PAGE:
A hydrogen export industry needs to be established "quickly" in Northern Tasmania to avoid the state missing out as other countries look to tap into the predicted $215 billion global market in three years, business leaders say.
Bell Bay has been identified as the likely location to set up a hydrogen production facility where over 1000 people could be employed, making use of the deep port with access to high voltage power, water and labour.
Japan and South Korea have developed a shortfall of hydrogen as they attempt to decarbonise their economies, opening up new export opportunities for Australia.
Northern Tasmania Development Corporation chairperson John Pitt said hydrogen has been earmarked as providing one quarter of Northern Tasmania's export growth over the next 10 years.
"The world market is developing at a much faster rate, so the demand for export hydrogen is now establishing itself, and over the next 10 years it could become very large, and eventually as large as our natural gas LNG exports," he said.
"Even at the low end of the scale, we could deliver Tasmania's fifth or sixth largest export industry from a standing start."
The facility would use renewable energy to electrocute drinking water through a process called electrolysis, splitting it into hydrogen and oxygen. It can be exported as liquid hydrogen, or combined with nitrogen to create ammonia.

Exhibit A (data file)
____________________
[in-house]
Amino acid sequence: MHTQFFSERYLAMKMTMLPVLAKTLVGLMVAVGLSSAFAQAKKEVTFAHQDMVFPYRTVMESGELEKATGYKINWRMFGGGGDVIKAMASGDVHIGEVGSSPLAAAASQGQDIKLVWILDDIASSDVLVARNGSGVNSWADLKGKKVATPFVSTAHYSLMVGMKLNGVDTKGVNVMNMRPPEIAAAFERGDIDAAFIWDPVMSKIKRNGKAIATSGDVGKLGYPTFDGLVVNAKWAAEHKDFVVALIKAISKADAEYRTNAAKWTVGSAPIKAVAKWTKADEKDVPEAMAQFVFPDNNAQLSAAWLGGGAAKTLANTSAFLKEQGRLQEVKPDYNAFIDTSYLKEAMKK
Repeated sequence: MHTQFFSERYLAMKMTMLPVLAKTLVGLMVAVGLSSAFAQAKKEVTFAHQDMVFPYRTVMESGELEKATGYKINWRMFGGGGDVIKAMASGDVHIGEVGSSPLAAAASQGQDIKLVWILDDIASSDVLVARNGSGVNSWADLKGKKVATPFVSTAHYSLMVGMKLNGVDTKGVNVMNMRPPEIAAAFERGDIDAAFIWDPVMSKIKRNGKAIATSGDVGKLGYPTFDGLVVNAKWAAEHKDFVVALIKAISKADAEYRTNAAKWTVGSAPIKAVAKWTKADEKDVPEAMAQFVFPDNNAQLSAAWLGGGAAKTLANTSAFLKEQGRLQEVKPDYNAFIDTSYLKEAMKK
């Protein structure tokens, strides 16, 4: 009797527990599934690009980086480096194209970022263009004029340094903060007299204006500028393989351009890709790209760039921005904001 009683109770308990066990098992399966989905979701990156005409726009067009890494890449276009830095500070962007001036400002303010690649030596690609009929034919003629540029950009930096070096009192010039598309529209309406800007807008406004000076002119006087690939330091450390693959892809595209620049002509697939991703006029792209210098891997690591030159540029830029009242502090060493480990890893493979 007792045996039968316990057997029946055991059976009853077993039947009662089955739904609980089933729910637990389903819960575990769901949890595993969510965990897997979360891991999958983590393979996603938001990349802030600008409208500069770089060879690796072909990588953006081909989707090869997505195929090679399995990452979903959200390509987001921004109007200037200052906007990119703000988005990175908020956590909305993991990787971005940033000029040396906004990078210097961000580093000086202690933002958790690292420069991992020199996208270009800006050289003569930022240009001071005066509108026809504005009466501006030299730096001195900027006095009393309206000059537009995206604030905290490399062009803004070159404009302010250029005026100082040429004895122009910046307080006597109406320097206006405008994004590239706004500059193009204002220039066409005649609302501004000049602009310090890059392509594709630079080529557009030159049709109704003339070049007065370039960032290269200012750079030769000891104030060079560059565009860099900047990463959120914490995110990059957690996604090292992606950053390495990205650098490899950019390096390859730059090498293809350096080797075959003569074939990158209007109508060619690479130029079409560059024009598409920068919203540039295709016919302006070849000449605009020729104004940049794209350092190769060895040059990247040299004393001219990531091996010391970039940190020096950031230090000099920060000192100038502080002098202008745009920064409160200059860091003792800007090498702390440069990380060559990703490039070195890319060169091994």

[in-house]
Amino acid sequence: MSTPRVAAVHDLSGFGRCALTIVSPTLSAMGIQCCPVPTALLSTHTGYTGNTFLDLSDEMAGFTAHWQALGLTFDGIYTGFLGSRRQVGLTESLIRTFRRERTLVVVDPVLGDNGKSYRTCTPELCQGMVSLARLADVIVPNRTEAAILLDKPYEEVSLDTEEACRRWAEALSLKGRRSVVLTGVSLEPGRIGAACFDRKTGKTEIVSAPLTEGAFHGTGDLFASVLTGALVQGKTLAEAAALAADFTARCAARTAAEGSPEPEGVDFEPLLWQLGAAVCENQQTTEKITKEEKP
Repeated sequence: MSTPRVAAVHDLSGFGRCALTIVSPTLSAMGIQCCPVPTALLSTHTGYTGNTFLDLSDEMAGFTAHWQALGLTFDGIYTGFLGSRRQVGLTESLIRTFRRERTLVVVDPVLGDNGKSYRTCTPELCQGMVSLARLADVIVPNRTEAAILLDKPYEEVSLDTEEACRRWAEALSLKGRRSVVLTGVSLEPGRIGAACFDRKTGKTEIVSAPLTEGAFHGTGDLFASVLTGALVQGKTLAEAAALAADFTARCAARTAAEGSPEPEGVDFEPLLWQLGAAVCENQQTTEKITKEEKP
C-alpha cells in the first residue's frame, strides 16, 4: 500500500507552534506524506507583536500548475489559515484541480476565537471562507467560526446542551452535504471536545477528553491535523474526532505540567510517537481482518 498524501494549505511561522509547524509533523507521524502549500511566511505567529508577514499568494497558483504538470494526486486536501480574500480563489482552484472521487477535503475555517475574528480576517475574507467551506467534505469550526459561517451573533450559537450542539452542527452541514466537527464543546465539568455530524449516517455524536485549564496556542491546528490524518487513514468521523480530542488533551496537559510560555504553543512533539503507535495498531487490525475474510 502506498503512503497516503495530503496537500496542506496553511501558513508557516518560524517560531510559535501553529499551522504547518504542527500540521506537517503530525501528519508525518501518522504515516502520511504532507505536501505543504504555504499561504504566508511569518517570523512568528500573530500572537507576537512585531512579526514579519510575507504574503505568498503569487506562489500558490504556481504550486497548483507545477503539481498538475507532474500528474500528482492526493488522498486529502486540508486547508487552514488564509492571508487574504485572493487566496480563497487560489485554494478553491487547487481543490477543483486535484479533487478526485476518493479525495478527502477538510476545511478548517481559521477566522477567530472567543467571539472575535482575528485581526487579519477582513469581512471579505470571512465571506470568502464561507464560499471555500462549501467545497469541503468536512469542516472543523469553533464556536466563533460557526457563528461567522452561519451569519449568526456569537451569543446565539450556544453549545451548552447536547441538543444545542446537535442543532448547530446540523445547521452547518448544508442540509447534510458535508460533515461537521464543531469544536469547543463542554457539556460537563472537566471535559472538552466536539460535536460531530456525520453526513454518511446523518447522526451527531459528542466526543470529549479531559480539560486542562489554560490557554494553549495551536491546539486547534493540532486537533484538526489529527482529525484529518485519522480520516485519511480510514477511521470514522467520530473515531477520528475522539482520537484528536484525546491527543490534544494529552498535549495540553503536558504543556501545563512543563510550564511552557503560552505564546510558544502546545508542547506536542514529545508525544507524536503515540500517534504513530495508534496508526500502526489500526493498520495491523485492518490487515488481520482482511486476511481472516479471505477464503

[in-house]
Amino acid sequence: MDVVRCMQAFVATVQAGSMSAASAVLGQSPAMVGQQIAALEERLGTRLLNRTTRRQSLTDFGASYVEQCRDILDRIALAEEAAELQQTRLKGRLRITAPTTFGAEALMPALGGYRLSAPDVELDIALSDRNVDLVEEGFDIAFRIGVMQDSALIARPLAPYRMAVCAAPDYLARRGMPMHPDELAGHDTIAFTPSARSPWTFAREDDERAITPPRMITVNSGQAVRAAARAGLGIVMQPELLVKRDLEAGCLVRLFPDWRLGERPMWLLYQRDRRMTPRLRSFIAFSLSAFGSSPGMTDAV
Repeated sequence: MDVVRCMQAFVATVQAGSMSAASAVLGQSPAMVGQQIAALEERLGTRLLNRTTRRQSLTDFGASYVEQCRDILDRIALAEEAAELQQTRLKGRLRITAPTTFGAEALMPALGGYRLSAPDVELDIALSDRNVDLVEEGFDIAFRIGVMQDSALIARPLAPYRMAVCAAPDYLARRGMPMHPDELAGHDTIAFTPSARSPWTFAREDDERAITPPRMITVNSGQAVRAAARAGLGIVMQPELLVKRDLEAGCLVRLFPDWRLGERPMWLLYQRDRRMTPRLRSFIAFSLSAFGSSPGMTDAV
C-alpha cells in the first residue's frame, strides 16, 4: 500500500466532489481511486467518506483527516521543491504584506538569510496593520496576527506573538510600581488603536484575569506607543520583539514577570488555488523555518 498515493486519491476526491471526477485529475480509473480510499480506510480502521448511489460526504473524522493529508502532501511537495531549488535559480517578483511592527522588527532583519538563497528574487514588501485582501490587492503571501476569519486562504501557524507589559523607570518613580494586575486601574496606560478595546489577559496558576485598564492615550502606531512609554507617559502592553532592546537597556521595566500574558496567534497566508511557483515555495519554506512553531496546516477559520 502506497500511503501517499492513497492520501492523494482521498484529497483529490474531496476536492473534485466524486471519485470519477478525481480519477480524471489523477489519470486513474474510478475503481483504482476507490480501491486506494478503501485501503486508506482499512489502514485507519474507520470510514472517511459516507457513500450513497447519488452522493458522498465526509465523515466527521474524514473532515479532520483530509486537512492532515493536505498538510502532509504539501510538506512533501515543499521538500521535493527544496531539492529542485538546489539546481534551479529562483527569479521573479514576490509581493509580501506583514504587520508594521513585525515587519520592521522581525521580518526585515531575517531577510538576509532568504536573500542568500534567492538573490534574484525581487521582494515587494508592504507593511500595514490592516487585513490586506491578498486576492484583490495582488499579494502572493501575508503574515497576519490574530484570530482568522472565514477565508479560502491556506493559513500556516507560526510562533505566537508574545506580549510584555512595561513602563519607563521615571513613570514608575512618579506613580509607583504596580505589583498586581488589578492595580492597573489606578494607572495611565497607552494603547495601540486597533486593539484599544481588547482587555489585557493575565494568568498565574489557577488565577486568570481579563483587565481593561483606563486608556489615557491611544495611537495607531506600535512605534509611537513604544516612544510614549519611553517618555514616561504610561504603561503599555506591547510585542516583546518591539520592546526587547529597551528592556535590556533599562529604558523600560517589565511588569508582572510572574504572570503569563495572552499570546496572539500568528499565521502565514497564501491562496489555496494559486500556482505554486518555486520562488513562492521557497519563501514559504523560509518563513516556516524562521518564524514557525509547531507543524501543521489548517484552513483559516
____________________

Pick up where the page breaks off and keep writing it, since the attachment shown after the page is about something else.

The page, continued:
Hydrogen is then used to power anything that requires energy, replacing sources such as diesel and coking coal.
A 50,000 tonne per annum hydrogen facility would require a similar amount of water as a 5000 to 6000-person town, Mr Pitt said.
"It's not all that huge compared to other industrial developments that we've looked at in the past," he said.
Labor has promised $250,000 for a business case into establishing a hydrogen production facility in Northern Tasmania, where it is expected to be among the top three production areas in Australia. It is part of a $1.14 billion National Hydrogen Plan.
The study will be complete by the end of this year, should Labor win the election.
Labor assistant energy spokesperson Pat Conroy said transportation was becoming a key user of hydrogen.
"There are projects happening in other parts of the country, and the real opportunity is to scale it up quickly to satisfy global need," he said.
"It's up to Tasmania to seize the opportunity ... to identify what the opportunities are in Tasmania."
Small and family business minister Michaelia Cash was also in Launceston on Wednesday to launch the Launceston Small Business Fair.